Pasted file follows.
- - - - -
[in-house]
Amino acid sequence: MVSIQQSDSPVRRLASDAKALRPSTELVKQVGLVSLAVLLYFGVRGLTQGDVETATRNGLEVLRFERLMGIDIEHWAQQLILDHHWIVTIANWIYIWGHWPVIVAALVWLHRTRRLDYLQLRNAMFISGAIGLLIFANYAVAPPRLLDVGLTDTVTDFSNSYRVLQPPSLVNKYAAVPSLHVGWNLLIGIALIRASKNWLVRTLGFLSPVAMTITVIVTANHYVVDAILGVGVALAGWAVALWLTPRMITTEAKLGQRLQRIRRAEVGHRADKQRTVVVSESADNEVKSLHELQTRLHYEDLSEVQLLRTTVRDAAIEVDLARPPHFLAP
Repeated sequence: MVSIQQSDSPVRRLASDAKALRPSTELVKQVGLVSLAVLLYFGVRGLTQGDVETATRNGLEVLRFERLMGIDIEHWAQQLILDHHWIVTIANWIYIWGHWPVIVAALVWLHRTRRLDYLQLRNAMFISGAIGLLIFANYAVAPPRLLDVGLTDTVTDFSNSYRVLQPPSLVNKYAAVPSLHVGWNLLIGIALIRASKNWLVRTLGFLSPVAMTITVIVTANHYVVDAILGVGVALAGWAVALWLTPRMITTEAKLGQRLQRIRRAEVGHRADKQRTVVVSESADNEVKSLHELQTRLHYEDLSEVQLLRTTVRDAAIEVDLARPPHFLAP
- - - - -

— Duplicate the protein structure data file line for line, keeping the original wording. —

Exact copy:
[in-house]
Amino acid sequence: MVSIQQSDSPVRRLASDAKALRPSTELVKQVGLVSLAVLLYFGVRGLTQGDVETATRNGLEVLRFERLMGIDIEHWAQQLILDHHWIVTIANWIYIWGHWPVIVAALVWLHRTRRLDYLQLRNAMFISGAIGLLIFANYAVAPPRLLDVGLTDTVTDFSNSYRVLQPPSLVNKYAAVPSLHVGWNLLIGIALIRASKNWLVRTLGFLSPVAMTITVIVTANHYVVDAILGVGVALAGWAVALWLTPRMITTEAKLGQRLQRIRRAEVGHRADKQRTVVVSESADNEVKSLHELQTRLHYEDLSEVQLLRTTVRDAAIEVDLARPPHFLAP
Repeated sequence: MVSIQQSDSPVRRLASDAKALRPSTELVKQVGLVSLAVLLYFGVRGLTQGDVETATRNGLEVLRFERLMGIDIEHWAQQLILDHHWIVTIANWIYIWGHWPVIVAALVWLHRTRRLDYLQLRNAMFISGAIGLLIFANYAVAPPRLLDVGLTDTVTDFSNSYRVLQPPSLVNKYAAVPSLHVGWNLLIGIALIRASKNWLVRTLGFLSPVAMTITVIVTANHYVVDAILGVGVALAGWAVALWLTPRMITTEAKLGQRLQRIRRAEVGHRADKQRTVVVSESADNEVKSLHELQTRLHYEDLSEVQLLRTTVRDAAIEVDLARPPHFLAP